Eventually I came to believe that Sam could not be Diplodocus or kin such as Barosaurus or Apatosaurus. The tail bones of Apatosaurus do not have a deep concavity on their undersurface. The tail bones of Barosaurus have the deep concavity, like Sam's, but the vertebrae are relatively short. The closest resemblance was to Diplodocus, but the differences were still too great. Notably, Sam's vertebrae are proportionally longer and taller, and the dorsal spines are nearly erect, quite in contrast to the tail vertebrae of Diplodocus. When I consulted with other sauropod specialists, they were unable to offer any new information or interpretations that I had not already considered. I thus concluded that Sam belonged to a hitherto unrecognized species of dinosaur.

When the New Mexico Museum of Natural History decided to announce the existence of this new and impressive dinosaur to the public later in 1986, I faced a dilemma. We needed a name for the skeleton, and I could not assign it a name based on any known dinosaur.

The paleontologist who first describes a fossil as a new species has the singular responsibility and honor of selecting the name. By international convention, the name should be latinized according to a universal standard adopted by all zoologists, The International Code of Zoological Nomenclature.  Its contents read like a legal document, and issues related to naming of animals resemble court cases.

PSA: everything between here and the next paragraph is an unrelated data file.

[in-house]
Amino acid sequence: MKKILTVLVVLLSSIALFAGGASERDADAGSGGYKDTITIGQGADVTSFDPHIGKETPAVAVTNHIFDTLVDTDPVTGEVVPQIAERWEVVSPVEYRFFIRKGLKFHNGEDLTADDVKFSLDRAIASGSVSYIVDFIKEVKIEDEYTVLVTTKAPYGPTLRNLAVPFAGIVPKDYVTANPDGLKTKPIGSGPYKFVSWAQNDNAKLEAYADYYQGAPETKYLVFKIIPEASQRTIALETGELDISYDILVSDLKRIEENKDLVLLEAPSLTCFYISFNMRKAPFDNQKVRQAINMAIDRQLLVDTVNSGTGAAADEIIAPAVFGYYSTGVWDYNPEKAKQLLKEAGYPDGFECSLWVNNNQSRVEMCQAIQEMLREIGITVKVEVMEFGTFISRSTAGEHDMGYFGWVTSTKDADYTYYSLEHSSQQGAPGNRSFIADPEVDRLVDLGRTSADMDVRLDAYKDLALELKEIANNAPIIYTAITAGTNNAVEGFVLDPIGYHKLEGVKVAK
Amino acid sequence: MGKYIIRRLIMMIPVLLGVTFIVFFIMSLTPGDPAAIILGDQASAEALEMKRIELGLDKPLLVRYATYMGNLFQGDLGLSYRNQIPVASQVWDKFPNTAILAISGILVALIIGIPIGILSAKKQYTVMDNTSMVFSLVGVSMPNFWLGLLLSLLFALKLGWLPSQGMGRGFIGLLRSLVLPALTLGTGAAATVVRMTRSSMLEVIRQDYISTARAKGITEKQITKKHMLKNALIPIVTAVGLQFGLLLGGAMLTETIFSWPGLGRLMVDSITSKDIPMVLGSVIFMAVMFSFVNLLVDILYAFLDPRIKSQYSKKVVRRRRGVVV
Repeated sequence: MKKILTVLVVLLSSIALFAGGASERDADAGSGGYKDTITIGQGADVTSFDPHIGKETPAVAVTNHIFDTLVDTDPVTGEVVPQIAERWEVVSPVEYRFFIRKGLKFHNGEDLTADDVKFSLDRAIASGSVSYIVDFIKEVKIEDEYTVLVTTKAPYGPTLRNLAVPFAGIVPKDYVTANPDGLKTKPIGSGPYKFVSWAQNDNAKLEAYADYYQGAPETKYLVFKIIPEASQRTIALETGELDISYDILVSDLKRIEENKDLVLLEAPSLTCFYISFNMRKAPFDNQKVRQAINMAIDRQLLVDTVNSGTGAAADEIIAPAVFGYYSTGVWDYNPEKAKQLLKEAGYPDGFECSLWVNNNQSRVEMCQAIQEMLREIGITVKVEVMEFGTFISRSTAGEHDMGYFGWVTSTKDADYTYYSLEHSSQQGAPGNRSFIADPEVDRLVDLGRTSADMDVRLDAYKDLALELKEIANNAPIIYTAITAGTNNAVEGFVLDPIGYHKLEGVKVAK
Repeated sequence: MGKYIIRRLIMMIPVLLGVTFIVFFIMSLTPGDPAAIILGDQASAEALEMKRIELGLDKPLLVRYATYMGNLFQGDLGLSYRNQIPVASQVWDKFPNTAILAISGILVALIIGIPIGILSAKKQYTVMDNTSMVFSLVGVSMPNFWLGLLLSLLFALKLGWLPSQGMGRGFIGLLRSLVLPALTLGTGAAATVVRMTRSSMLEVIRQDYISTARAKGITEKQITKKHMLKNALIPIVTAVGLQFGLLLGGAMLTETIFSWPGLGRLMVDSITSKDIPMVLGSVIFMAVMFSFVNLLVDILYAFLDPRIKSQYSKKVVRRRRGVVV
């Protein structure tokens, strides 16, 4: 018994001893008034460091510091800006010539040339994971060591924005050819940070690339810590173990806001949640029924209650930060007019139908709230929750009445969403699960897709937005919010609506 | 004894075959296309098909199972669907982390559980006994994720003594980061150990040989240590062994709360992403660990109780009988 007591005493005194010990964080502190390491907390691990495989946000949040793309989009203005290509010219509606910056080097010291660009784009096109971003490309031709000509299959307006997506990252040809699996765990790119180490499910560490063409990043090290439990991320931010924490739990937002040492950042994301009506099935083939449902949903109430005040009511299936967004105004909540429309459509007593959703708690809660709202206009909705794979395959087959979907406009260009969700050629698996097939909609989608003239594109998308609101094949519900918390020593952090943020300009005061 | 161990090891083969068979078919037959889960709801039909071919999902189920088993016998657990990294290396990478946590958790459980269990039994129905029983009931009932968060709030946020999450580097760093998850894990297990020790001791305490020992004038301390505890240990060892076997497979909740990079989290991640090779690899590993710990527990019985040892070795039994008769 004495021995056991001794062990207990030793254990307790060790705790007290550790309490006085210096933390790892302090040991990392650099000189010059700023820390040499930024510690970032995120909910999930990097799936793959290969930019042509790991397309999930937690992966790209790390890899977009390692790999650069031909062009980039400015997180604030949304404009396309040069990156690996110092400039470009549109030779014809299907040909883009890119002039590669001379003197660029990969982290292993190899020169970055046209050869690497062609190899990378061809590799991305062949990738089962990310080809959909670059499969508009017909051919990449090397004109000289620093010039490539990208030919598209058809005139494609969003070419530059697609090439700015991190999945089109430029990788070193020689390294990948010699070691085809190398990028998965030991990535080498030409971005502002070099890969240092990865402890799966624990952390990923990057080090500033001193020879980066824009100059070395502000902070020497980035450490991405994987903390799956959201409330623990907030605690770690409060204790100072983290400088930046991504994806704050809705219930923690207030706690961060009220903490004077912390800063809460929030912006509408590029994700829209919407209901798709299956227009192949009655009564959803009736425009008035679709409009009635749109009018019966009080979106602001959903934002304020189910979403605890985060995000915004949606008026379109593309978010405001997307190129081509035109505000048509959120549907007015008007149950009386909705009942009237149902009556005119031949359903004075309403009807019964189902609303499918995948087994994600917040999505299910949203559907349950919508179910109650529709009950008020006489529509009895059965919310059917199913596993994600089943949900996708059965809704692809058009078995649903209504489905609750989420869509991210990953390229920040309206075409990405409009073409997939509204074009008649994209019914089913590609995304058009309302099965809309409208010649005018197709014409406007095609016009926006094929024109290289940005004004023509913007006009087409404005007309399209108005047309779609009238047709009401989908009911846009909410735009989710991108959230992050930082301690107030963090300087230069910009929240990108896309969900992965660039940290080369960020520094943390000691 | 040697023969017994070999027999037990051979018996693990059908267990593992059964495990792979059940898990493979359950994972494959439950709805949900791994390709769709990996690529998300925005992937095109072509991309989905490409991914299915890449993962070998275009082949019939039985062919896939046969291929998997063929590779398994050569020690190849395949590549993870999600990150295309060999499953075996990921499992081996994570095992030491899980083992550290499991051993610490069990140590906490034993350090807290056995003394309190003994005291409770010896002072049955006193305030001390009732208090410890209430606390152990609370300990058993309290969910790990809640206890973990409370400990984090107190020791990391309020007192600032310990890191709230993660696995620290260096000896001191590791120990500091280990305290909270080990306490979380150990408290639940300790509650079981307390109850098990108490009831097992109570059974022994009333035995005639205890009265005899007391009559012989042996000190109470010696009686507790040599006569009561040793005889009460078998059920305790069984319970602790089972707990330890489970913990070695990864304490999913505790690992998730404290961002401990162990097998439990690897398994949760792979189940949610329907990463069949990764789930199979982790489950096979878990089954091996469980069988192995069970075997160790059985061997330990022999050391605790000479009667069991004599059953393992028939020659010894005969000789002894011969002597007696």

Muscular anatomy of Diplodocus carnegii . This kind of drawing is a prerequisite for producing a reasonable in-the-flesh restoration. Seismosaurus was similar, but had more massive hips, stouter (but not longer) legs, and a tail that differed in some important ways.

The choice of name--the technical name--for a dinosaur, or any fossil organism, is as important to a paleontologist as naming a newborn is to a parent. We cannot take the matter lightly, because the technical name will stay with the species forever. Sam and all Sam's kind would be known by the technical name. The name should have meaning; ideally it should also be easy to remember and pronounce. And it should be constructed using the agreed-upon rules designed just for this purpose. In some ways the honor of coining the name is the most pleasant of our responsibilities.